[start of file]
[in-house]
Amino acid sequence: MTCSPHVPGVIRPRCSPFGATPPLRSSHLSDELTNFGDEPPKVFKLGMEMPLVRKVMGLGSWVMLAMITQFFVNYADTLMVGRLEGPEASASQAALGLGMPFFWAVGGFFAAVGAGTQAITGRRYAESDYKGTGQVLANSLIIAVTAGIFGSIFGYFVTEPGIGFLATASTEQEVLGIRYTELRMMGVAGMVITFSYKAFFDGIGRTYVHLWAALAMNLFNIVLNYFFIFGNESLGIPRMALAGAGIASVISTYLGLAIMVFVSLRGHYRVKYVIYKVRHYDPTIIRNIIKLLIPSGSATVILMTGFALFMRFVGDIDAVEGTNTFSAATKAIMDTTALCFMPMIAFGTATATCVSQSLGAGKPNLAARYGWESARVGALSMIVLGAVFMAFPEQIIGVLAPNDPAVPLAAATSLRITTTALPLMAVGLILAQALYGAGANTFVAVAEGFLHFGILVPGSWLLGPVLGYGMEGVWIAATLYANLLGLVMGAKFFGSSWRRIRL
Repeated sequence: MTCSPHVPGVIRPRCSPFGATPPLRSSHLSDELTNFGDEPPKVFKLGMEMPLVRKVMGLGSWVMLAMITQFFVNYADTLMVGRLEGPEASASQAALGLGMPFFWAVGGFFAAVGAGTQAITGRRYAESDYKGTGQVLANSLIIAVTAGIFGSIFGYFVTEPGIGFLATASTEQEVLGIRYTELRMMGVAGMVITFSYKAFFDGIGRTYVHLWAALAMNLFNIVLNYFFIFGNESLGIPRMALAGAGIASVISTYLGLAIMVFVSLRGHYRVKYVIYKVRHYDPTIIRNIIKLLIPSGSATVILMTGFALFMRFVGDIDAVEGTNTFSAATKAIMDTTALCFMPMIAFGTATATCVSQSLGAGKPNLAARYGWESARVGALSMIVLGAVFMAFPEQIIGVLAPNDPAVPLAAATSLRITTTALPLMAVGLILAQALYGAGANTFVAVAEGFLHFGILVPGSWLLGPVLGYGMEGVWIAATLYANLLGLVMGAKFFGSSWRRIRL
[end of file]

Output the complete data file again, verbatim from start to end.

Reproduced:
[in-house]
Amino acid sequence: MTCSPHVPGVIRPRCSPFGATPPLRSSHLSDELTNFGDEPPKVFKLGMEMPLVRKVMGLGSWVMLAMITQFFVNYADTLMVGRLEGPEASASQAALGLGMPFFWAVGGFFAAVGAGTQAITGRRYAESDYKGTGQVLANSLIIAVTAGIFGSIFGYFVTEPGIGFLATASTEQEVLGIRYTELRMMGVAGMVITFSYKAFFDGIGRTYVHLWAALAMNLFNIVLNYFFIFGNESLGIPRMALAGAGIASVISTYLGLAIMVFVSLRGHYRVKYVIYKVRHYDPTIIRNIIKLLIPSGSATVILMTGFALFMRFVGDIDAVEGTNTFSAATKAIMDTTALCFMPMIAFGTATATCVSQSLGAGKPNLAARYGWESARVGALSMIVLGAVFMAFPEQIIGVLAPNDPAVPLAAATSLRITTTALPLMAVGLILAQALYGAGANTFVAVAEGFLHFGILVPGSWLLGPVLGYGMEGVWIAATLYANLLGLVMGAKFFGSSWRRIRL
Repeated sequence: MTCSPHVPGVIRPRCSPFGATPPLRSSHLSDELTNFGDEPPKVFKLGMEMPLVRKVMGLGSWVMLAMITQFFVNYADTLMVGRLEGPEASASQAALGLGMPFFWAVGGFFAAVGAGTQAITGRRYAESDYKGTGQVLANSLIIAVTAGIFGSIFGYFVTEPGIGFLATASTEQEVLGIRYTELRMMGVAGMVITFSYKAFFDGIGRTYVHLWAALAMNLFNIVLNYFFIFGNESLGIPRMALAGAGIASVISTYLGLAIMVFVSLRGHYRVKYVIYKVRHYDPTIIRNIIKLLIPSGSATVILMTGFALFMRFVGDIDAVEGTNTFSAATKAIMDTTALCFMPMIAFGTATATCVSQSLGAGKPNLAARYGWESARVGALSMIVLGAVFMAFPEQIIGVLAPNDPAVPLAAATSLRITTTALPLMAVGLILAQALYGAGANTFVAVAEGFLHFGILVPGSWLLGPVLGYGMEGVWIAATLYANLLGLVMGAKFFGSSWRRIRL